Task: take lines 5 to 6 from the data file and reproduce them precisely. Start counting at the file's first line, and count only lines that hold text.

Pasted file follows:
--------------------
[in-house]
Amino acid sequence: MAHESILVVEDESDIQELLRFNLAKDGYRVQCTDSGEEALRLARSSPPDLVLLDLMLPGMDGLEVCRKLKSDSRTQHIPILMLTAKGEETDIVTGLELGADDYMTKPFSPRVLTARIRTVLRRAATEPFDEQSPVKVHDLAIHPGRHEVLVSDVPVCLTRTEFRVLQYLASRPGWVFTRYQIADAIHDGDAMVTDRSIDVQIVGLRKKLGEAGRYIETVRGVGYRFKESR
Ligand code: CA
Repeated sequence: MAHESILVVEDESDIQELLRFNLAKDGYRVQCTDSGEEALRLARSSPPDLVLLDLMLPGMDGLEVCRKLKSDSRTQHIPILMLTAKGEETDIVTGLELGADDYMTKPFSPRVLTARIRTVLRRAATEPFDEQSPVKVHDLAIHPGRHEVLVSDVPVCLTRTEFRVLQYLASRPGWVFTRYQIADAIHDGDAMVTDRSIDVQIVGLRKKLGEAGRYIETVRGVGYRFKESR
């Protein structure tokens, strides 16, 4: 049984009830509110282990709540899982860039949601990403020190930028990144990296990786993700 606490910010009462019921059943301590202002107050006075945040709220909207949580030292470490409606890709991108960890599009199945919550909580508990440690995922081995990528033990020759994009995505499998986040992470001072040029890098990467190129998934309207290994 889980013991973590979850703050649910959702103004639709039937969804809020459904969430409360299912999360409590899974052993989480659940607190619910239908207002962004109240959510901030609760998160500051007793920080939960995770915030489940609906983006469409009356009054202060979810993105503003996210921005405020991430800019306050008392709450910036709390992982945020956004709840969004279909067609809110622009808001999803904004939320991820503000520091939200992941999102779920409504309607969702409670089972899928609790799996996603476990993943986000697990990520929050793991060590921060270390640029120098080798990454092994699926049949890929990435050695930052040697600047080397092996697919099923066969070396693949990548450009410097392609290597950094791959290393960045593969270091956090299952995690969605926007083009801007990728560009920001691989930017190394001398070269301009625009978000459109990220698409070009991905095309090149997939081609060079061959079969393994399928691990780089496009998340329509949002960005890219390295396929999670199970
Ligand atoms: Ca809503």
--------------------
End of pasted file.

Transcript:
């Protein structure tokens, strides 16, 4: 049984009830509110282990709540899982860039949601990403020190930028990144990296990786993700 606490910010009462019921059943301590202002107050006075945040709220909207949580030292470490409606890709991108960890599009199945919550909580508990440690995922081995990528033990020759994009995505499998986040992470001072040029890098990467190129998934309207290994 889980013991973590979850703050649910959702103004639709039937969804809020459904969430409360299912999360409590899974052993989480659940607190619910239908207002962004109240959510901030609760998160500051007793920080939960995770915030489940609906983006469409009356009054202060979810993105503003996210921005405020991430800019306050008392709450910036709390992982945020956004709840969004279909067609809110622009808001999803904004939320991820503000520091939200992941999102779920409504309607969702409670089972899928609790799996996603476990993943986000697990990520929050793991060590921060270390640029120098080798990454092994699926049949890929990435050695930052040697600047080397092996697919099923066969070396693949990548450009410097392609290597950094791959290393960045593969270091956090299952995690969605926007083009801007990728560009920001691989930017190394001398070269301009625009978000459109990220698409070009991905095309090149997939081609060079061959079969393994399928691990780089496009998340329509949002960005890219390295396929999670199970
Ligand atoms: Ca809503």